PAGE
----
Weird moons orbiting the ringed planet might have been forged from head-on collisions
Images: JPL-Caltech/NASA, Space Science Institute; Simulations: A. Leleu, M. Jutzi and M. Rubin/Nature Astronomy 2018
A space ravioli. A planetary baguette. A cosmic Kaiser roll. Some of Saturn’s moons have shapes that are strangely reminiscent of culinary concoctions.
Images of the oddball moons, mostly from the now-defunct Cassini spacecraft (SN Online: 9/15/17), got planetary scientists wondering how these satellites ended up with such strange shapes. Now, researchers suggest that collisions between young moonlets could have done the job, according to a study published online May 21 in Nature Astronomy.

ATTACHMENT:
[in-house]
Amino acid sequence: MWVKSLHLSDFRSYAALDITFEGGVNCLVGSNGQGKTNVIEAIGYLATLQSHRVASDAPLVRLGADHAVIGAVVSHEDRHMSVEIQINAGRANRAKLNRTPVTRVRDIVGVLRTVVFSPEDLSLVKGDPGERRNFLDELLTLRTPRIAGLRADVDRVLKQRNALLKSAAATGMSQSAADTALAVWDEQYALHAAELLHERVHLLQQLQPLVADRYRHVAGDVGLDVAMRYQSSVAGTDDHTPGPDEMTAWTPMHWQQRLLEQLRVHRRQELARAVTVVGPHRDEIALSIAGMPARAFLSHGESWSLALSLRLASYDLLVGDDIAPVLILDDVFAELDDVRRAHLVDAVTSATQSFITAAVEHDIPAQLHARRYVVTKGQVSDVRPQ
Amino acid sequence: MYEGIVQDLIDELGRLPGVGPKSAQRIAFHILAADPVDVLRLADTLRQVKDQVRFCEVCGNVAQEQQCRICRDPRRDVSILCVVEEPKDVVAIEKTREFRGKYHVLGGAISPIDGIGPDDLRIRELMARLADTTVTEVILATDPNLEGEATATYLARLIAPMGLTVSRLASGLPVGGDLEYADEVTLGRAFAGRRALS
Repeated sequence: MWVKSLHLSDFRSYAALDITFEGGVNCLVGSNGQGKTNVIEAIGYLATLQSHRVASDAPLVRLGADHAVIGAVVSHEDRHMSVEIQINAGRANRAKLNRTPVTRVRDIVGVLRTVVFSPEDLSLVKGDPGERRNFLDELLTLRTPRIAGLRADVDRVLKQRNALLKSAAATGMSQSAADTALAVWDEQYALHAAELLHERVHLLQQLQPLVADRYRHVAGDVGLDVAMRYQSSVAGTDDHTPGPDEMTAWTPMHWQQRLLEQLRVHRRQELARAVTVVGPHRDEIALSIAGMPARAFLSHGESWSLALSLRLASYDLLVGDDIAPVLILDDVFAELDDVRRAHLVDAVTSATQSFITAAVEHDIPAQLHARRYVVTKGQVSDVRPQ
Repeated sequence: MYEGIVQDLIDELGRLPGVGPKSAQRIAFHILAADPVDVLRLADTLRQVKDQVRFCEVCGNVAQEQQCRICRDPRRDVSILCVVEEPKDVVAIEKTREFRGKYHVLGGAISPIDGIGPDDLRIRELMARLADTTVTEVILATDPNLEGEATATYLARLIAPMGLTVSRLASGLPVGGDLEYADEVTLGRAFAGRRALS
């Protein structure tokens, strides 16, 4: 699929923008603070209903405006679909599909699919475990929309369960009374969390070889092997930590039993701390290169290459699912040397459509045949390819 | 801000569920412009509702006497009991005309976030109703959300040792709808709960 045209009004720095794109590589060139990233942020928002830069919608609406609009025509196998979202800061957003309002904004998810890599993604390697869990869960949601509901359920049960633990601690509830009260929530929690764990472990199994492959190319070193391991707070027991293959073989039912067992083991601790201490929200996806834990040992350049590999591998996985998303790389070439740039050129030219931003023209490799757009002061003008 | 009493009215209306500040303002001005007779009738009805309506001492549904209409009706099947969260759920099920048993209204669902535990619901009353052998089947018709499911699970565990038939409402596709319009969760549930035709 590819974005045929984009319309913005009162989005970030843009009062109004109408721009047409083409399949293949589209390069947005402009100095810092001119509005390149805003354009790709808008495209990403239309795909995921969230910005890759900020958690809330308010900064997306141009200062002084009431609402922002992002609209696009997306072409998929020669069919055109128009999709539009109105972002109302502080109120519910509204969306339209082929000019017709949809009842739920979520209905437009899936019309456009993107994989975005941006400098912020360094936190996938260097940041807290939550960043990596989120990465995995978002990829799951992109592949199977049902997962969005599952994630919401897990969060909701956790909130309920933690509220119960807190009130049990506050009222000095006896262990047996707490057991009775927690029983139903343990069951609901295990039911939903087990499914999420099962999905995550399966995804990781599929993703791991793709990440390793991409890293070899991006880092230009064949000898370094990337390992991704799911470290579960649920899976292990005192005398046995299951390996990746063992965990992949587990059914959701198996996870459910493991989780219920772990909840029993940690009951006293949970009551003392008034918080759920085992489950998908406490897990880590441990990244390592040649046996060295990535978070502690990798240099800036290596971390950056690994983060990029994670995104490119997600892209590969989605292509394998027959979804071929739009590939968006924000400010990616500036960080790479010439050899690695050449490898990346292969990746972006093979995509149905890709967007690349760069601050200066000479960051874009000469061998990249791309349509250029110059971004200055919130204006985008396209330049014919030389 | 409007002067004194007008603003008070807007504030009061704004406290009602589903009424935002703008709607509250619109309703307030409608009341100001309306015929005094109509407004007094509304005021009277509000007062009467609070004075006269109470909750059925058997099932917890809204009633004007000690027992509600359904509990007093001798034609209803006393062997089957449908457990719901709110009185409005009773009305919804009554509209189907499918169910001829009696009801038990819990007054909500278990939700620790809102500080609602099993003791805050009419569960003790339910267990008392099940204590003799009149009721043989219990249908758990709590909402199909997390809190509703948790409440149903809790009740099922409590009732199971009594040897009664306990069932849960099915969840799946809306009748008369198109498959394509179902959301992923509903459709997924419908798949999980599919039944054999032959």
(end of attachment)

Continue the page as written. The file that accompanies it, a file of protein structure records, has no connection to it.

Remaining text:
Adrien Leleu , a planetary scientist at the University of Bern in Switzerland, and colleagues developed computer simulations that let the scientists virtually smack together similar-sized moonlets at various speeds and angles. The team found that, at low angles and relative speeds of tens of meters per second (roughly equal to